Three weeks in the country with no other kids, cable television or fun. At least, I kept imagining that I wouldn’t enjoy myself. I was informed of my exile almost a month before it happened. I can’t tell if this was a blessing or a curse. It provided my seven year-old mind sufficient time to conjure up images of death by angry cow, getting lost in the sticks, or willfully choosing death over boredom. It also gave me time to beg to not be sent away, but to no avail- I had great-grandparents who really wanted to spend some time with me.
The drive out there was quiet and uneventful. No introductions were necessary upon our arrival. I knew these people, I just never saw them. The great-grandparents, my mother and father talked while I slid the back door open and made my way outside. A giant oak tree caught my attention when we pulled up to the house and it had been calling my name ever since. It must have been one of the biggest trees I had ever seen and it was perfect for climbing. So many branches were nearly horizontal, that I hoped I’d be able to build a tree house while I was visiting. I returned to the house and though they didn’t seem like they were ready to leave, I told my parents “bye” and proceeded to push them out the door. The old people took this as a compliment and laughed as they waved at the people I wouldn’t see for three more weeks.
I didn’t beat around the bush. Immediately after the door closed, I asked, “Grandpa, can I build a fort in your tree out back?”
“Well, I don’t see why not. What’re you gonna use?”
“What do you have?”
“Go look in the garage.”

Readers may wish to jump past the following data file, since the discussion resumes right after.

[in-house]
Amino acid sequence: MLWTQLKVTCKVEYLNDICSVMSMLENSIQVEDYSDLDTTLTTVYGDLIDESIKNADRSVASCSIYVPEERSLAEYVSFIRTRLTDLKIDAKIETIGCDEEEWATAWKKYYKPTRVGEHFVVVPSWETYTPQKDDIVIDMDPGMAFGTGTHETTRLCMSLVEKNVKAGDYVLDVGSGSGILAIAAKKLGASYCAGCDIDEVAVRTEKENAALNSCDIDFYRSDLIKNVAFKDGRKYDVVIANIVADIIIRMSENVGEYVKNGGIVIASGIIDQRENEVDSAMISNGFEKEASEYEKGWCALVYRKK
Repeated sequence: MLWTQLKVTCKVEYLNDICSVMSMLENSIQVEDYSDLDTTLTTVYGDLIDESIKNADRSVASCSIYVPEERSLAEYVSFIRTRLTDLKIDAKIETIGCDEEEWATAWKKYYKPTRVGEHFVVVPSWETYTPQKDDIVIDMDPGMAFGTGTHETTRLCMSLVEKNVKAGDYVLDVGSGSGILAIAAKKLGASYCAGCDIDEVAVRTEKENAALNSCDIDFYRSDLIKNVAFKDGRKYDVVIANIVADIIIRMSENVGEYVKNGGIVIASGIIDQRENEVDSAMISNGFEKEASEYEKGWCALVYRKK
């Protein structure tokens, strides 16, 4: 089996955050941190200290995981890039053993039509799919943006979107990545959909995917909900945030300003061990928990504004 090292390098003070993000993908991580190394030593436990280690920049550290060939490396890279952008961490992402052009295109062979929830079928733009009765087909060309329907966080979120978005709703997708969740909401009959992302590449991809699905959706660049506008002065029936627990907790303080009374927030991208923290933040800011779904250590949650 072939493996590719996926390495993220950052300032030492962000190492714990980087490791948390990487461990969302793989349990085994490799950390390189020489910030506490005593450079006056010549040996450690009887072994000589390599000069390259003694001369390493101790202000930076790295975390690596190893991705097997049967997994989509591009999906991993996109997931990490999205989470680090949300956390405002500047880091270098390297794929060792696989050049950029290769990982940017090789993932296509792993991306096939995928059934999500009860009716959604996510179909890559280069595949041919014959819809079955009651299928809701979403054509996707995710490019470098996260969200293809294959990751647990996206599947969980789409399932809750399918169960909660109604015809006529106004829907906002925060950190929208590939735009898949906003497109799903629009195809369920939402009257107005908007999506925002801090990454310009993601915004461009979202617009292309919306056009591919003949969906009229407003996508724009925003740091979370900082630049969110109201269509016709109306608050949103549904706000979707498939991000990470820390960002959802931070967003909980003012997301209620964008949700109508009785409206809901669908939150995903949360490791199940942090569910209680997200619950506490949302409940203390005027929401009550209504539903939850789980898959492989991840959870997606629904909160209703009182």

I disappeared again. The garage was poorly lit but had several things worth using. Old men are particular about their tools. He had hammers, saws and other useful items hanging on pegboard, outlined in black to ensure their return to the correct location. Most of them were just barely within my reach. I snatched these items off the wall and piled them up next to my grandma’s Cadillac. I carried an armful of tools out to the back patio, set them down then searched for wood. I found small pieces of two-by-fours and some questionable pieces of plywood. Even though I didn’t see much of a use for most of these items, I brought them back to the patio.
I needed nails. I returned to the garage and found a rusty old jar full of them. I brought it out into the daylight and immediately felt frustration. It seemed as though more than half of them were bent! “Who the crap keeps bent nails? It must be an old person thing…” I thought to myself while I dug through the brown and orange mess of metal.
I rummaged all around their house, garage and the rest of their several acres of property in hopes of finding something to build with. I kept at it until after dark when my great-grandmother leaned out the back door and started yelling about dinner. I’d managed to pull up a few useful things, but was largely unsuccessful in my hunt. At that age, I even questioned my ability to build anything that wouldn’t collapse beneath me and send me in a downward spiral toward an excessively premature death. I had twenty more days of this ahead of me.
★ ★ ★
God has the perfect cornerstone and I had the perfect tree. One square block or foundation doesn’t do a whole lot when the rest of the building pieces are crooked. I was afraid that oak was going to die if I didn’t put a fort in it. I had to hunt for items to use and God has living stones to build His spiritual house. I’m convinced that neither one of us has much to work with. My materials were old, His are self-willed and rebellious. My nails were bent, His don’t listen. I can maybe almost relate to his frustration. But somehow, God can do it, and it’ll look a lot better than what I built nearly twenty years ago. But God’s talented like that.